Oral Sex: Teens’ Casual Opinion is Dangerous
Experts always advise parents of teenagers to talk to their children about sex in developmentally appropriate conversations throughout adolescence. Most parents focus their talks on sexual intercourse and do not specify other types of sexual activity, such as oral sex. Unfortunately, today’s teens believe oral sex is “safer” than vaginal sex, which is not true. Additionally, many don’t consider oral sex to be a big deal, saying it’s not much more intimate than kissing. Consider these findings from recent research:
- The majority of adolescents think of oral sex as less risky, both emotionally and physically, than vaginal sex, and almost 20% think that oral sex has no health risks at all.
- Many teenagers consider themselves to be “technically virgins” after engaging in oral sex. They honestly believe they are “abstaining” – just as their parents wanted – by having oral sex instead of vaginal sex.
- Sexually active teenagers are having oral sex more often than intercourse and with many more partners.
- Oral sex may also be a “gateway” to vaginal intercourse, with most sexually-active adolescents reporting that they began having vaginal sex within six months of engaging in oral sex.
What to Discuss with your Teen
When having a discussion with your teen about oral sex, there are a few key elements you should cover:
Sexually Transmitted Diseases (STDs)
Many teens are under the misconception that STDs can only be contracted through vaginal intercourse. In truth, oral sex can transmit bacterial and viral infections, including herpes, gonorrhea, HPV (human papilloma virus which causes genital warts), and HIV (human immunodeficiency virus which causes AIDS). Remind your teen that HIV and some STDs cannot be cured.
Those teens that are aware of the STD risk somehow believe that one gender is less likely to get infected than another through oral sex. This is not true – boys and girls are equally at risk.
In addition, recent studies have shown that the more oral sex partners a person has, the higher their risk of developing mouth and throat cancer in middle age. The reason is HPV, which is the most common STD in the United States. HPV has long been known to cause cervical cancer in women. Thanks to screening via pap smears, cervical cancer has declined. But, the rate of mouth and throat cancer, especially among men, is rapidly increasing, and there are no screening tests. This type of cancer is caused by an HPV infection contracted via oral sex. Currently, once you have contracted HPV, there is nothing that can prevent the development of oral cancer. Inform your teen of this potential health risk.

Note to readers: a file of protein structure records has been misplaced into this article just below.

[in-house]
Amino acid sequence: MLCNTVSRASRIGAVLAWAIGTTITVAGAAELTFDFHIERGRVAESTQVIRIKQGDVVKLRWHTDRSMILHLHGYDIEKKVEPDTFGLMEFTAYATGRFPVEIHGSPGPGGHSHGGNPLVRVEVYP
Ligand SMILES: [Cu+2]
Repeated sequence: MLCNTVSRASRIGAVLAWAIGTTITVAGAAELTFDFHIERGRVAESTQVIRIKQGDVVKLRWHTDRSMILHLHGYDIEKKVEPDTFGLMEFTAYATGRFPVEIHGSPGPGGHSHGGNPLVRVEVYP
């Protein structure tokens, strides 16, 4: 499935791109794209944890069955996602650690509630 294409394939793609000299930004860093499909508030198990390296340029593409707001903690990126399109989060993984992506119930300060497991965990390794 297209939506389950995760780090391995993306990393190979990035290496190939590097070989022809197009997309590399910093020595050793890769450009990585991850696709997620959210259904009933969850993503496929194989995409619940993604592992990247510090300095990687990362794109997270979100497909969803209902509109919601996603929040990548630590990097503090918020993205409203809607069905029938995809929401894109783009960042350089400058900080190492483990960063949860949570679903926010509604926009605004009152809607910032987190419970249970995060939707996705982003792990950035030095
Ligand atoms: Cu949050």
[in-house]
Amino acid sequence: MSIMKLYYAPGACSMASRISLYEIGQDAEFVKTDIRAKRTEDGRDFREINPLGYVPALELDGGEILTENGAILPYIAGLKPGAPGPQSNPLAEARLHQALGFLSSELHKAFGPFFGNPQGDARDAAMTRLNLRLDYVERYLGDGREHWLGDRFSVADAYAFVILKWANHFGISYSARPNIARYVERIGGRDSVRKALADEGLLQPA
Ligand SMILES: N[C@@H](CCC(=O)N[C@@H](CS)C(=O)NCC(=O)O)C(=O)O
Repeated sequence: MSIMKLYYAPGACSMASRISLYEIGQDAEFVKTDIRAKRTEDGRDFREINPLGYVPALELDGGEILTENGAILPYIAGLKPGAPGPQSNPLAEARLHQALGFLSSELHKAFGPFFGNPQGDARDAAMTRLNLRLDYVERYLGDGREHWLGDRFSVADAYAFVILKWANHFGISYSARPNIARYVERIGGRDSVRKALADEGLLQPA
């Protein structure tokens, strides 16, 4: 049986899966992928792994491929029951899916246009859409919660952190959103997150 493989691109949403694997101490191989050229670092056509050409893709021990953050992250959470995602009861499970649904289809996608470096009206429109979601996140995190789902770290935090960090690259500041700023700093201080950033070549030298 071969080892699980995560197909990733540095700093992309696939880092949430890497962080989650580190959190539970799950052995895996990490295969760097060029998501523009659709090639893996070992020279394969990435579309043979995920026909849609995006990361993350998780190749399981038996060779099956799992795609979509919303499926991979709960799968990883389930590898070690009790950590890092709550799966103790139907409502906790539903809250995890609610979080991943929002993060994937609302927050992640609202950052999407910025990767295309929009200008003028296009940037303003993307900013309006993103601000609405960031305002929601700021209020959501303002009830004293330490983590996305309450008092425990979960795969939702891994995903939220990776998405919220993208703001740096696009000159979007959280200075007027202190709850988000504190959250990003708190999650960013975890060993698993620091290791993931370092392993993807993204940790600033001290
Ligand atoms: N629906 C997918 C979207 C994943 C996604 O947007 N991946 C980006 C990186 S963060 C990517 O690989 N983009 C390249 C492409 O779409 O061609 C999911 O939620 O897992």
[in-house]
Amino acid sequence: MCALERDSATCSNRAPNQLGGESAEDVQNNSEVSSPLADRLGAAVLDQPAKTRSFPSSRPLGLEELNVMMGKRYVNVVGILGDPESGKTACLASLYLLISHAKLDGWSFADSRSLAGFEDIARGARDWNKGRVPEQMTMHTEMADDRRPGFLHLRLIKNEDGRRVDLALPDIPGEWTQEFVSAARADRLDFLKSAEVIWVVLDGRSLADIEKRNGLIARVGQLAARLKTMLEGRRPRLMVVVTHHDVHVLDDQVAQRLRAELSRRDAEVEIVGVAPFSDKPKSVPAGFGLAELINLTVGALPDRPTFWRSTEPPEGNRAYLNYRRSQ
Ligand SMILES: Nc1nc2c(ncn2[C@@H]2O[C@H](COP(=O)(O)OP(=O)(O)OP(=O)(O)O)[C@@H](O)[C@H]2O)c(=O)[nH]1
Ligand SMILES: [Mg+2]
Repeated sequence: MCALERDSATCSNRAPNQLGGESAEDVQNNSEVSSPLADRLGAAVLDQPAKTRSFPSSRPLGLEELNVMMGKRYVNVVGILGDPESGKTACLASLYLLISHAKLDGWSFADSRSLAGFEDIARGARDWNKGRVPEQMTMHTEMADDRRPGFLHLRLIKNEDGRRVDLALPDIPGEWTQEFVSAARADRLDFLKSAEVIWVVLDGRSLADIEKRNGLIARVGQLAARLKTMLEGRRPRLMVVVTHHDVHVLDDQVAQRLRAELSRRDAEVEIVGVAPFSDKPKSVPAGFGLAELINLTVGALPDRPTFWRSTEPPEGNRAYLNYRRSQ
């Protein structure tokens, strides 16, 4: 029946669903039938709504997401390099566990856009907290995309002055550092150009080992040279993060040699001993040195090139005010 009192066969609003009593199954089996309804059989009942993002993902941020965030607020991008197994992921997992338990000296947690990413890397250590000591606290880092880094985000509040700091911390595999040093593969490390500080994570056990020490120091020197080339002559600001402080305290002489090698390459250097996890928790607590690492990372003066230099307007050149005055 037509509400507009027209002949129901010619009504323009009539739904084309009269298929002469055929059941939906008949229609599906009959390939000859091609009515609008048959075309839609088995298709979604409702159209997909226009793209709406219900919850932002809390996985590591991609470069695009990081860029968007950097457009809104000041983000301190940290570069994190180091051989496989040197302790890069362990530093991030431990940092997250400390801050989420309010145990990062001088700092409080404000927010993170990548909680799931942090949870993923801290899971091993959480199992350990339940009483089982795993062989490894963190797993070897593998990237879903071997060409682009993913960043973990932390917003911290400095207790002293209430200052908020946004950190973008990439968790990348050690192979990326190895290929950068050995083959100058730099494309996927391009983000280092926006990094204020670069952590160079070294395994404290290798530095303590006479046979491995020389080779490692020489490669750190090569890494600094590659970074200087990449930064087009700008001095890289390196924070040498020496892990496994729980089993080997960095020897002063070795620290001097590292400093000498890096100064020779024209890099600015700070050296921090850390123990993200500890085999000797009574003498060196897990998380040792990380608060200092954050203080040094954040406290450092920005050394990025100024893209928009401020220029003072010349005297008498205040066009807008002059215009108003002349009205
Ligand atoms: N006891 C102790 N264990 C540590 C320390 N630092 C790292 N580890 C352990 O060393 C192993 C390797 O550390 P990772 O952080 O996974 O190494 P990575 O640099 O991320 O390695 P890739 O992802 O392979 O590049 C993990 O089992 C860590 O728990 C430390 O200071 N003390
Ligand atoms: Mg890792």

As a side note, the Centers for Disease Control and Prevention highly recommends that parents have their children vaccinated for HPV when they enter middle school in an effort to prevent these types of cancer.
Oral sex has the same potential for emotional roller coasters that sexual intercourse does. Any type of sexual activity can cause a bond between too people that can be very strong. When two people are not ready for this type of intimacy, it makes their relationship awkward. It can also dramatically increase the hurt of a rejection if one of the partners treats the relationship more casually than the other. Teens don’t always realize the emotional repercussions of becoming intimate – parents are their best source of information for thinking through how they might feel about themselves after having vaginal and/or oral sex. In addition, discuss how your child might feel if they get a reputation for being “slutty” or “easy.” Advise your teen to make choices in their life that make them feel good about themselves.
Your teen is in a confusing environment where he or she is overwhelmed with a variety of conflicting, inaccurate, pressuring messages about sex from many sources: school, friends, movies, social media, and other cultural influences. Don’t let these sources be your teen’s only education. Your teen might get incorrect information. More importantly, no one can pass down your family values and positive self-images for your child better than you. Take the time to explain what you believe about sexual intimacy and the characteristics of a good, healthy relationship. You should be instilling your values in your child so that they will be better equipped to choose a positive dating partner and not be pressured into becoming intimate faster than they want. Make sure your teen knows how valuable you think they are.
Parents can give their teens a counter argument to the popular culture so that they can make a decision that feels best to them.
If you would like more ideas on the type of information you should discuss with your teenager(s) about sex, please read our previous blog: What Every Teen Must Know About Sex.